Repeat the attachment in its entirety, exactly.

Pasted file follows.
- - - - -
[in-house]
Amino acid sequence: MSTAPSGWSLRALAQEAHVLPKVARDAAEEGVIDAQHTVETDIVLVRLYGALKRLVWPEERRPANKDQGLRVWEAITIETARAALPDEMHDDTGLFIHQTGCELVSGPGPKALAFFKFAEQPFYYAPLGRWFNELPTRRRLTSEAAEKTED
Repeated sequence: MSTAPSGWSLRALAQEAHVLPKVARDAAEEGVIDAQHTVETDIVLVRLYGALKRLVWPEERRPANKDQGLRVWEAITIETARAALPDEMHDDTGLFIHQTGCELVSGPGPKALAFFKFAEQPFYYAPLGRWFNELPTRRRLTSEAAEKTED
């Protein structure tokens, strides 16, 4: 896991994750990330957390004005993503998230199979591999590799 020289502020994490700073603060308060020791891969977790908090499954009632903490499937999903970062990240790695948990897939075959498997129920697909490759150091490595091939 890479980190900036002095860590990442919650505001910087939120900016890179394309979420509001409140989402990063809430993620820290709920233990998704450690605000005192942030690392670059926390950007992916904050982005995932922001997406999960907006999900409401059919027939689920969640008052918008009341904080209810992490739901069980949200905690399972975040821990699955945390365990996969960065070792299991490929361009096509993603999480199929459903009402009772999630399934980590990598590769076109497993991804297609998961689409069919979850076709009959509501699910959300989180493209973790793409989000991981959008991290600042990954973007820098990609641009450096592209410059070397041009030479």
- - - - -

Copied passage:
[in-house]
Amino acid sequence: MSTAPSGWSLRALAQEAHVLPKVARDAAEEGVIDAQHTVETDIVLVRLYGALKRLVWPEERRPANKDQGLRVWEAITIETARAALPDEMHDDTGLFIHQTGCELVSGPGPKALAFFKFAEQPFYYAPLGRWFNELPTRRRLTSEAAEKTED
Repeated sequence: MSTAPSGWSLRALAQEAHVLPKVARDAAEEGVIDAQHTVETDIVLVRLYGALKRLVWPEERRPANKDQGLRVWEAITIETARAALPDEMHDDTGLFIHQTGCELVSGPGPKALAFFKFAEQPFYYAPLGRWFNELPTRRRLTSEAAEKTED
């Protein structure tokens, strides 16, 4: 896991994750990330957390004005993503998230199979591999590799 020289502020994490700073603060308060020791891969977790908090499954009632903490499937999903970062990240790695948990897939075959498997129920697909490759150091490595091939 890479980190900036002095860590990442919650505001910087939120900016890179394309979420509001409140989402990063809430993620820290709920233990998704450690605000005192942030690392670059926390950007992916904050982005995932922001997406999960907006999900409401059919027939689920969640008052918008009341904080209810992490739901069980949200905690399972975040821990699955945390365990996969960065070792299991490929361009096509993603999480199929459903009402009772999630399934980590990598590769076109497993991804297609998961689409069919979850076709009959509501699910959300989180493209973790793409989000991981959008991290600042990954973007820098990609641009450096592209410059070397041009030479």